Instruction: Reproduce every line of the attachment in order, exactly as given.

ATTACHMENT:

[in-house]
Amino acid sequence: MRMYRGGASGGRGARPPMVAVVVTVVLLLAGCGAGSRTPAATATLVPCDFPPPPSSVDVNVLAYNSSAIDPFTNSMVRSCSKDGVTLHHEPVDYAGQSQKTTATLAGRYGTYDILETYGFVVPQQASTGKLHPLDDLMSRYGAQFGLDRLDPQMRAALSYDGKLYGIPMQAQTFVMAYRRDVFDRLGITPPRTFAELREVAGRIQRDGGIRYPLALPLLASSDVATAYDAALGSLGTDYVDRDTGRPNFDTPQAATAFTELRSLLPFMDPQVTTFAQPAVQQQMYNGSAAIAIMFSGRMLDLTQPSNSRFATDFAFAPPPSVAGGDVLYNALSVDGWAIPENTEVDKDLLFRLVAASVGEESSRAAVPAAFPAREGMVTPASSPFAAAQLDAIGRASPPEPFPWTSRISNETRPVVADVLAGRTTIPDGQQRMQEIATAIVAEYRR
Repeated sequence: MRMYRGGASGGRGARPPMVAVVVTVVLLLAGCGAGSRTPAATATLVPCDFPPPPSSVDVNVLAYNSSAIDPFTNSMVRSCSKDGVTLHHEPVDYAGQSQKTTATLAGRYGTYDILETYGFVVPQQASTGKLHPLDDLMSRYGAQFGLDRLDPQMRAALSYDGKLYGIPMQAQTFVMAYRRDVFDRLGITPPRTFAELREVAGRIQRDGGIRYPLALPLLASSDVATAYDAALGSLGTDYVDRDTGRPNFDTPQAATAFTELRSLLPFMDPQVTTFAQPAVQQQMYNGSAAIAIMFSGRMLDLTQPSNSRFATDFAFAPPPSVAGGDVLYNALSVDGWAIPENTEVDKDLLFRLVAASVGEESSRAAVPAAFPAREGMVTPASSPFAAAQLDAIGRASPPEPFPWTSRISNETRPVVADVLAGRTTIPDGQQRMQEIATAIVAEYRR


[in-house]
Amino acid sequence: MRMYRGGASGGRGARPPMVAVVVTVVLLLAGCGAGSRTPAATATLVPCDFPPPPSSVDVNVLAYNSSAIDPFTNSMVRSCSKDGVTLHHEPVDYAGQSQKTTATLAGRYGTYDILETYGFVVPQQASTGKLHPLDDLMSRYGAQFGLDRLDPQMRAALSYDGKLYGIPMQAQTFVMAYRRDVFDRLGITPPRTFAELREVAGRIQRDGGIRYPLALPLLASSDVATAYDAALGSLGTDYVDRDTGRPNFDTPQAATAFTELRSLLPFMDPQVTTFAQPAVQQQMYNGSAAIAIMFSGRMLDLTQPSNSRFATDFAFAPPPSVAGGDVLYNALSVDGWAIPENTEVDKDLLFRLVAASVGEESSRAAVPAAFPAREGMVTPASSPFAAAQLDAIGRASPPEPFPWTSRISNETRPVVADVLAGRTTIPDGQQRMQEIATAIVAEYRR
Repeated sequence: MRMYRGGASGGRGARPPMVAVVVTVVLLLAGCGAGSRTPAATATLVPCDFPPPPSSVDVNVLAYNSSAIDPFTNSMVRSCSKDGVTLHHEPVDYAGQSQKTTATLAGRYGTYDILETYGFVVPQQASTGKLHPLDDLMSRYGAQFGLDRLDPQMRAALSYDGKLYGIPMQAQTFVMAYRRDVFDRLGITPPRTFAELREVAGRIQRDGGIRYPLALPLLASSDVATAYDAALGSLGTDYVDRDTGRPNFDTPQAATAFTELRSLLPFMDPQVTTFAQPAVQQQMYNGSAAIAIMFSGRMLDLTQPSNSRFATDFAFAPPPSVAGGDVLYNALSVDGWAIPENTEVDKDLLFRLVAASVGEESSRAAVPAAFPAREGMVTPASSPFAAAQLDAIGRASPPEPFPWTSRISNETRPVVADVLAGRTTIPDGQQRMQEIATAIVAEYRR